SCG 2023 Policy Conference - REIMAGINE: Multiracial Democracy
Executive Director, Inland Empire United
In spite of his immigration status, Alex is an artivist, teaching artist, actor, and writer whose work is centered around uplifting and changing narratives about underserved and disenfranchised communities, which include the undocumented community.
As an actor, Alex has toured the U.S. with his solo biographical show titled WET: A DACAmented Journey, which earned him the Los Angeles Drama Critics Circle award for best solo performance, as well as recognition by the Mayor of Los Angeles in 2022.
As a writer, his stories, poems, and spoken word narratives address issues pertaining to race, class, immigration, assimilation, family, love, and Los Angeles. As playwright, Alex has written plays that make the "classics" accesible such as his own take writings by Shakespeare, Victor Hugo, and Anton Chekov.
As a teaching Artist, Alex hosts a series of acting workshops with formerly incarcerated folx that wish to enter the entertainment industry through film and television. He also works with organizations that teach acting and writing at various correctional facilities throughout California. Lastly, Alex teaches poetry and spoken word to public school students that range from ages 11-18 throughout various public school systems in southern California.
CEO, Funders Together to End Homelessness
Karen Bass SCG Member
Mayor, City of Los Angeles
A daughter of our city, Mayor Bass was raised with her three brothers in the Venice/Fairfax neighborhood and is a proud graduate of Hamilton High School. After serving as a front-line healthcare provider as a nurse and as a Physician Assistant, Mayor Bass founded the Community Coalition to organize the predominantly Black and Latino residents of South L.A. against substance abuse, poverty and crime, and to pioneer strategies to address the root causes behind the challenges faced by underserved neighborhoods.
She then went on to represent Los Angeles in the State Assembly and was elected by her peers to serve as Speaker, making her the first African American woman to ever lead a state legislative body in the history of the United States. Her time in leadership intersected with the Great Recession, and she was honored with the John F. Kennedy Profile in Courage Award for reaching across party lines and making tough decisions to keep the state from bankruptcy while protecting vital services.
While representing Los Angeles and Culver City in Congress, Mayor Bass helped protect small businesses during the pandemic, created policy to drive local jobs from federal infrastructure funding, and led the passage of what the Los Angeles Times called “the most significant child welfare policy reform in decades.”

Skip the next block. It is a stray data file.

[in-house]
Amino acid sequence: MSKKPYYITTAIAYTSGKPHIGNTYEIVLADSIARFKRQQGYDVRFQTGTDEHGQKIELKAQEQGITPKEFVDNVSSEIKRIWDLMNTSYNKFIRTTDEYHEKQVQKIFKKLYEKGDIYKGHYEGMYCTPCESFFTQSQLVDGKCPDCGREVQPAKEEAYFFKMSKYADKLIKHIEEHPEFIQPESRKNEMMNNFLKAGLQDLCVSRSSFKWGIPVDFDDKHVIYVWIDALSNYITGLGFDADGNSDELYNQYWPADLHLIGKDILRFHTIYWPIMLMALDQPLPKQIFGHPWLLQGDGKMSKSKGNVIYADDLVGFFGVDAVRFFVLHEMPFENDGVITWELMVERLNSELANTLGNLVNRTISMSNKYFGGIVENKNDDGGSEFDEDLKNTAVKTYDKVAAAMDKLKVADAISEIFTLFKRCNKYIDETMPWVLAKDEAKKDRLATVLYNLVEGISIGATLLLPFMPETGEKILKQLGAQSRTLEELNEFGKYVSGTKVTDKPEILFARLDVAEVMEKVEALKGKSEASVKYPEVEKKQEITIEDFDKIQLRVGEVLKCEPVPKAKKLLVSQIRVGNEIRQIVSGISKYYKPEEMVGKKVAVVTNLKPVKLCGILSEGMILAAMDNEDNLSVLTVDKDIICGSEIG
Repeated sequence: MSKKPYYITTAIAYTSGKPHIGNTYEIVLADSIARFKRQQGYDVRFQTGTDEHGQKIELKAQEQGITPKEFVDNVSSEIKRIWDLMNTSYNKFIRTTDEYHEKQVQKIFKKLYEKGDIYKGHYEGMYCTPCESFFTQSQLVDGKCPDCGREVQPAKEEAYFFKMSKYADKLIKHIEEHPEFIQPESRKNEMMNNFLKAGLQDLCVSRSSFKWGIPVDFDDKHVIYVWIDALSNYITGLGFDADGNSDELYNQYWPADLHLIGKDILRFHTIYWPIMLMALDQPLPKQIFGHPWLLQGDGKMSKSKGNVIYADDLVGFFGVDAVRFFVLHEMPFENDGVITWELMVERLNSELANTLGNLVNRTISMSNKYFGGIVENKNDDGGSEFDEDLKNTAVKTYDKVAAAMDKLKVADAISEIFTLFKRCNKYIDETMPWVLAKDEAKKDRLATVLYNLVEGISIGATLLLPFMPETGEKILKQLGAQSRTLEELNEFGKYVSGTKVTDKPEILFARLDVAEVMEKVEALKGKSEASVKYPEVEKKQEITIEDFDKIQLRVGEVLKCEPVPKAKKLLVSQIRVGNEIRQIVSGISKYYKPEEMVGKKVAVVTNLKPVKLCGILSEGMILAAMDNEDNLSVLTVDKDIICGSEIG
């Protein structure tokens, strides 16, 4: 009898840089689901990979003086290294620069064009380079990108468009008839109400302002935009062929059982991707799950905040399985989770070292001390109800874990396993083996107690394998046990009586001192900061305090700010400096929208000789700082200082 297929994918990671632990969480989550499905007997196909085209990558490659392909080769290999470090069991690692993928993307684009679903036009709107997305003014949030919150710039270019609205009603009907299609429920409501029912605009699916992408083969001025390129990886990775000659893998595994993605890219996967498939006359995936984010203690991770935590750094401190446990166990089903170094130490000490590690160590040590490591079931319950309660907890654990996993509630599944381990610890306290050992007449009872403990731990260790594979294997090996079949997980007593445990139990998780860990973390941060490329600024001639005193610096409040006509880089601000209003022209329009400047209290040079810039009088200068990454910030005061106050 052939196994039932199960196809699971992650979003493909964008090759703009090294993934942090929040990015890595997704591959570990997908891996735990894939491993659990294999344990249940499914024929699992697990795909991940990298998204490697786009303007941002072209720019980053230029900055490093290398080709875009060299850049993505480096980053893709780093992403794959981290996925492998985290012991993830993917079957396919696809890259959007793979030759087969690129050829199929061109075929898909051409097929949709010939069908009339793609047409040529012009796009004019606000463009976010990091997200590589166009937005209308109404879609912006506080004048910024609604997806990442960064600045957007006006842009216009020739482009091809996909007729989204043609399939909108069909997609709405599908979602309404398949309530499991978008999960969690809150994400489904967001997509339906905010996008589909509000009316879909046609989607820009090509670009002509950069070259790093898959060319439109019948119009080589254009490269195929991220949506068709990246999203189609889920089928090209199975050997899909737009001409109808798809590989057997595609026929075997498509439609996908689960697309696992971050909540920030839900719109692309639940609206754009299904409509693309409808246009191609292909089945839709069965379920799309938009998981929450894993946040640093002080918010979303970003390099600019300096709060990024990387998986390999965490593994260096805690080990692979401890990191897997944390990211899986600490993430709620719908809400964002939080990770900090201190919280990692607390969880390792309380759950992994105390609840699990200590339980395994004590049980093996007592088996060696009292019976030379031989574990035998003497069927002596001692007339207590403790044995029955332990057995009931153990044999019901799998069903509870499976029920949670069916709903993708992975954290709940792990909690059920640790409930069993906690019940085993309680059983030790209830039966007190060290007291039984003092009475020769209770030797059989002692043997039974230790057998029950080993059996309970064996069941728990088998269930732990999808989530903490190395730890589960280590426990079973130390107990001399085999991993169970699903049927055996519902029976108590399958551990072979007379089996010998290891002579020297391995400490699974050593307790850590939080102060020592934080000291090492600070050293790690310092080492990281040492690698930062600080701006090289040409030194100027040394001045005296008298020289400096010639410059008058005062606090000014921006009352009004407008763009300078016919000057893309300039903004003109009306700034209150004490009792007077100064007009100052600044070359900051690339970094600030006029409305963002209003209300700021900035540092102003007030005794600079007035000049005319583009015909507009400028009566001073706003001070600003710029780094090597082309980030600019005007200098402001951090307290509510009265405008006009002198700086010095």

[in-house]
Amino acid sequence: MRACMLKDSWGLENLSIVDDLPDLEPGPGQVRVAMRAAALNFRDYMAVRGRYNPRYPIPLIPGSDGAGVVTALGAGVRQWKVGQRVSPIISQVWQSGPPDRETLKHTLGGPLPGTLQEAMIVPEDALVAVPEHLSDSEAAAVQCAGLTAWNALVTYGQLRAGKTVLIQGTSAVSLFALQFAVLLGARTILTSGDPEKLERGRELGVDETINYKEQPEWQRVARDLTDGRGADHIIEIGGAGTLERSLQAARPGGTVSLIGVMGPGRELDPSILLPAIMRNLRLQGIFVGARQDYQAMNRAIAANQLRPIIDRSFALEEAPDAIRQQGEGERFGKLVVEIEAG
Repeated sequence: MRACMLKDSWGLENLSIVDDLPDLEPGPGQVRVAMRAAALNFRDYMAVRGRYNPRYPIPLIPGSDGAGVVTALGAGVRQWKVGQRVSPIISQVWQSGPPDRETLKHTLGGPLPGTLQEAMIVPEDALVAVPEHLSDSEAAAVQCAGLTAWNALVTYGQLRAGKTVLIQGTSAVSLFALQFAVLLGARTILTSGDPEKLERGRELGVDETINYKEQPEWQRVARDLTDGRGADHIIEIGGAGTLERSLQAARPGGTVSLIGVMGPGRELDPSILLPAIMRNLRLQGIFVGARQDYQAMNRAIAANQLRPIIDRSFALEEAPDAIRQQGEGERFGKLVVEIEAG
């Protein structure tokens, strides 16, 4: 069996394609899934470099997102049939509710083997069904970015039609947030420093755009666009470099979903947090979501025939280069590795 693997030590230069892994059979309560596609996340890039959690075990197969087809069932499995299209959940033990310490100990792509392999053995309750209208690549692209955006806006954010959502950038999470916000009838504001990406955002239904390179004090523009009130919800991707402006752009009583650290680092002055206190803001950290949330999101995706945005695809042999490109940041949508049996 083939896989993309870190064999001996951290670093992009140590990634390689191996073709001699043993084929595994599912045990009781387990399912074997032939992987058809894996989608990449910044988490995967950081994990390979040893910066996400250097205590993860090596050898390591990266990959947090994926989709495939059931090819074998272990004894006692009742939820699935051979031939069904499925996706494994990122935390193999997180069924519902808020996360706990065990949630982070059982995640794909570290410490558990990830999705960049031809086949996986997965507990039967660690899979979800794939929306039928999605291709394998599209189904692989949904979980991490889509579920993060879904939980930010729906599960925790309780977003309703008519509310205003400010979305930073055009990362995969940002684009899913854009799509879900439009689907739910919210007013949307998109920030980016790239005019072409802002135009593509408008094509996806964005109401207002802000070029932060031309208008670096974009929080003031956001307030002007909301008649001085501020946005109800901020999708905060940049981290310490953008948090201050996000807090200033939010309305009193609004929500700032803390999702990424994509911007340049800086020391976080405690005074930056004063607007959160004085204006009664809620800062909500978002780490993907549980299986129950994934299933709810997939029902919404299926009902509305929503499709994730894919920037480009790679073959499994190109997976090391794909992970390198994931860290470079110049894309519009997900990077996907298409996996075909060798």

Mayor Bass earned her bachelor's degree in health sciences from CSU Dominguez Hills before graduating from the USC Keck School of Medicine Physician Assistant Program and earning her masters degree in social work from USC.
Mayor Bass’s oldest daughter Emilia planned to follow in her mother’s footsteps working for social change. The Mayor continues to be inspired by Emilia and her son-in-law Michael’s passion for life. She has three other children, Scythia, Omar and Yvette, and two grandchildren, Michael and Henry, who live in the Los Angeles area.
Sr. Associate Director, Power California
Executive Director, Crenshaw Dairy Mart
Director/Choreographer, Stroll Groove, Inc.
Youth Advocacy Coordinator, Lens Co
President and CEO, SoCal Grantmakers
Most recently, she served as CEO for the Community Redevelopment Agency of the City of Los Angeles (CRA/LA), with an annual budget exceeding $600 million, a staff of 260 employees and 32 project areas throughout the City of Los Angeles. In response to a statewide call by the legislature, Essel's leadership helped lay a critical foundation for the dissolution of the agency, leading to a successful redistribution of resources for schools and local governments, while ensuring the completion of many crucial affordable housing projects and other developments vitally important to the economic growth of the region.